Despite all their talk about cutting the national debt, the new House Republican majority has ensured it will continue to grow.
House Speaker Kevin McCarthy of California walks to a House Republican Steering Committee meeting Wednesday on Capitol Hill in Washington. Credit: Patrick Semansky / AP

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Thomas Kahn served as Democratic staff director for the House Budget Committee from 1997 to 2016. He is a fellow at the Center for the Study of Congress and the Presidency at American University and a partner at the Cormac Group.

Republicans have long claimed they are dedicated deficit hawks, blaming Democrats for growing deficits and debt. But two votes they cast after electing Kevin McCarthy as House speaker prove that Republicans are charlatans when it comes to deficit reduction.

First, House Republicans passed a new rule, called CUTGO, which could cause significant damage to our nation’s fiscal health by adding trillions of dollars in red ink to our national debt.

Then, just a few hours after passing CUTGO, they busted the deficit again by voting to gut the Internal Revenue Service budget. This vote will increase the national debt by more than $100 billion over 10 years by encouraging wealthy Americans to cheat on their taxes and avoid paying their fair share. The Republicans took this step despite recent reports that the agency lacks the staff to properly audit Donald Trump and other high-income Americans.

How does CUTGO increase the national debt? It permits Congress to pass mammoth tax cuts without paying for a penny of them. That means the cost all gets added to the debt. The House under Democratic control had a rule called PAYGO, which requires offsets — or trade-offs — for all spending increases or tax cuts so that these changes don’t add to the deficit.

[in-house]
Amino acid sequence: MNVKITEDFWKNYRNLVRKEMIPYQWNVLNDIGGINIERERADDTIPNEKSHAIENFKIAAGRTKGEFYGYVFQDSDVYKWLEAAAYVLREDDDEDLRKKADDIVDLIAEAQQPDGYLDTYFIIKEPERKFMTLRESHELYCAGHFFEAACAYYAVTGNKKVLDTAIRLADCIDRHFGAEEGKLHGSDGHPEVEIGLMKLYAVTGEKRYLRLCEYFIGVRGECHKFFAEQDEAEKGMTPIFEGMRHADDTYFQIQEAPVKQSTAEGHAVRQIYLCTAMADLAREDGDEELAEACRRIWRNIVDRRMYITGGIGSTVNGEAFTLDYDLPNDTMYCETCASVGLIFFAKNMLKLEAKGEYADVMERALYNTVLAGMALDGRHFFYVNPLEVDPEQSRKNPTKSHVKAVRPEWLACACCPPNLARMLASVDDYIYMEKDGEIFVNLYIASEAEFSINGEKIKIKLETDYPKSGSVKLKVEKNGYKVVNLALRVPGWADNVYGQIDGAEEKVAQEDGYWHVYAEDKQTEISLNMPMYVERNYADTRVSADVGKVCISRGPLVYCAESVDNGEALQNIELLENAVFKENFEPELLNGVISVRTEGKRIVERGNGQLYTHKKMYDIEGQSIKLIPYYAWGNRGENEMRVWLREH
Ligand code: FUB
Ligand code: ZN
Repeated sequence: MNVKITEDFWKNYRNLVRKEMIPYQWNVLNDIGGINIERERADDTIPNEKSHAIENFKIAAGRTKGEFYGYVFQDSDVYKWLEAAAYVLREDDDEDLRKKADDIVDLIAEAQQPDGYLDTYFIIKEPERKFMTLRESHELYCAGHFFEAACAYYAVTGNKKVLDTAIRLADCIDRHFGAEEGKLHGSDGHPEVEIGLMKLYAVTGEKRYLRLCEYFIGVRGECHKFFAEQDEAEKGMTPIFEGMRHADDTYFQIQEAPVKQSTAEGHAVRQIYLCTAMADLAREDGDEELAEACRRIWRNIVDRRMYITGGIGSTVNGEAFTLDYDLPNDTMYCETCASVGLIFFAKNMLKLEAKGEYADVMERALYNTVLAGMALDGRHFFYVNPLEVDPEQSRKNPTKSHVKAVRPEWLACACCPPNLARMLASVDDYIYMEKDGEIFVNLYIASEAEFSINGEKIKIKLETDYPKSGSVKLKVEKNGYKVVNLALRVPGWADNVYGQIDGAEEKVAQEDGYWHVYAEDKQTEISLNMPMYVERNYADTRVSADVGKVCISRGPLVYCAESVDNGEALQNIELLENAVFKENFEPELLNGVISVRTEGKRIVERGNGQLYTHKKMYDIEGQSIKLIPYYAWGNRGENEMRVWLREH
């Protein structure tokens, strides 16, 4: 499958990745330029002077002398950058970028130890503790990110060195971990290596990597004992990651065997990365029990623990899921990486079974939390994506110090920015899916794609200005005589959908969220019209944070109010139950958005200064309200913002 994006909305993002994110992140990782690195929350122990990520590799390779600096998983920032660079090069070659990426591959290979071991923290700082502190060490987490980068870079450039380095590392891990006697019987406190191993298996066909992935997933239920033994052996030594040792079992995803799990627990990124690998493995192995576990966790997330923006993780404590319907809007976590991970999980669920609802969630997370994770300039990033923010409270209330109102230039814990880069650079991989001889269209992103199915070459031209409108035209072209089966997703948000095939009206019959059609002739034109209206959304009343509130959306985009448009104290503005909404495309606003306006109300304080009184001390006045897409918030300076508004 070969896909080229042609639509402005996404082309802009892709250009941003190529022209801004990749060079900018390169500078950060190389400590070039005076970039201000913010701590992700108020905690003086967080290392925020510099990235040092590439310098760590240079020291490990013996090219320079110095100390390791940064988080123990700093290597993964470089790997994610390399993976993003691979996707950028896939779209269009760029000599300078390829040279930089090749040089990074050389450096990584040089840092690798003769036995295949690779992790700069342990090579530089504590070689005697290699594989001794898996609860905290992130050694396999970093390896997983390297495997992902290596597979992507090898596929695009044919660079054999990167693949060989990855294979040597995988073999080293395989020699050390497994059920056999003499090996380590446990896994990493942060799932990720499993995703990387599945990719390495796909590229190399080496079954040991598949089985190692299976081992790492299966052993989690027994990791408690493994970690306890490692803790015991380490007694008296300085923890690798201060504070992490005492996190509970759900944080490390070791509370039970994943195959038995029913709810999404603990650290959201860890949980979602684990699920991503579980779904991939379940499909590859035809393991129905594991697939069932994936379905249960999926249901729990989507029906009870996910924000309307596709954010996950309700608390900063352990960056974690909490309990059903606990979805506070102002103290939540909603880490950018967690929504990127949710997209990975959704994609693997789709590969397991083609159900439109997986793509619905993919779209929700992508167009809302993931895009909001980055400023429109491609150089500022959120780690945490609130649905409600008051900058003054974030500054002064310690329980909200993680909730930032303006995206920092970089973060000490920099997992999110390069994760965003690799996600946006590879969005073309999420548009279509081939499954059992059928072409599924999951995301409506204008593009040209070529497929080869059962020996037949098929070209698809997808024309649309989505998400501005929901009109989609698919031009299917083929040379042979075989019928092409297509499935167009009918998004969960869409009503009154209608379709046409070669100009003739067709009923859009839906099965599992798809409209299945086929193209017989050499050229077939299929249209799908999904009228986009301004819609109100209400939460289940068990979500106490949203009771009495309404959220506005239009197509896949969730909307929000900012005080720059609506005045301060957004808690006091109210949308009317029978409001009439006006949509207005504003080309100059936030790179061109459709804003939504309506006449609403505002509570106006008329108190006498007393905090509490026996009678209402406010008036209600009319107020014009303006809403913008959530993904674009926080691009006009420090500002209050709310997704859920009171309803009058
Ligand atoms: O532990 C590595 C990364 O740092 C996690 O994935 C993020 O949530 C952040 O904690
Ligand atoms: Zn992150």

The Republicans’ CUTGO alternative changes that long-standing rule so that it applies only to spending, and not to taxes. CUTGO is designed to further the Republicans’ well-established priorities: to cut spending on priorities like climate change and health care while passing huge tax cuts which balloon the debt and benefit the rich.

CUTGO also would make it more difficult to raise taxes on the wealthiest Americans or on corporations paying little or no taxes, by requiring a supermajority for the House to pass revenue increases. No one likes tax hikes, but with $31 trillion in national debt, they must be in the toolbox for reducing the deficit.

Republicans defend CUTGO by saying that the rule makes it harder for Congress to increase spending. They are correct that limiting new spending — unless it’s offset — is a critical element in controlling deficits. But spending is only half the equation. Anyone who has ever balanced a family budget knows that slashing your income — or cutting revenues, in the case of government — is a recipe for bankruptcy.

The last time the House imposed CUTGO was under President Donald Trump, when Republicans passed a costly  $2 trillion tax cut, every penny of which was added to our national debt. Thanks partly to those tax cuts, deficits increased by almost 50 percent between 2016 and 2019, long before COVID-19 hit our nation and required trillions in additional spending.

The Trump administration’s sorry record of bloating the national debt is not new for the GOP. President Ronald Reagan passed huge tax cuts and defense spending increases, which expanded the deficit, and President George W. Bush swelled the deficit by adding trillions of dollars in red ink over a decade.

Congress actually followed PAYGO in the 1990s under President Bill Clinton — and it proved effective in controlling deficits. As the House Budget Committee staff director at that time, I recall the many instances when members of Congress and their staffs would come to us with creative ways to raise spending or cut taxes.

Our response was always the same: Interesting idea but first find a way to pay for it. And the results speak for themselves. PAYGO helped to shrink the deficit and bring us four years of surpluses from 1998 through 2001. Unfortunately, in 2001, Bush and the Republican Congress overrode PAYGO by passing two tax large cuts and an expensive drug program that helped convert four years of surpluses into more than $2 trillion in deficits over 10 years.

Deficits and debt are a serious and growing national problem. And the time for Congress to address it is long overdue. But trading PAYGO for CUTGO is a giant step in the wrong direction. So is letting the wealthiest cheat on their taxes.

The House should properly fund the IRS. And it should retain and strictly enforce its PAYGO rule — like it did in the 1990s. House Republicans talk a good game about lowering the national debt. But that’s just hot air. Their votes to create more debt show that the House Republicans aren’t ready to govern.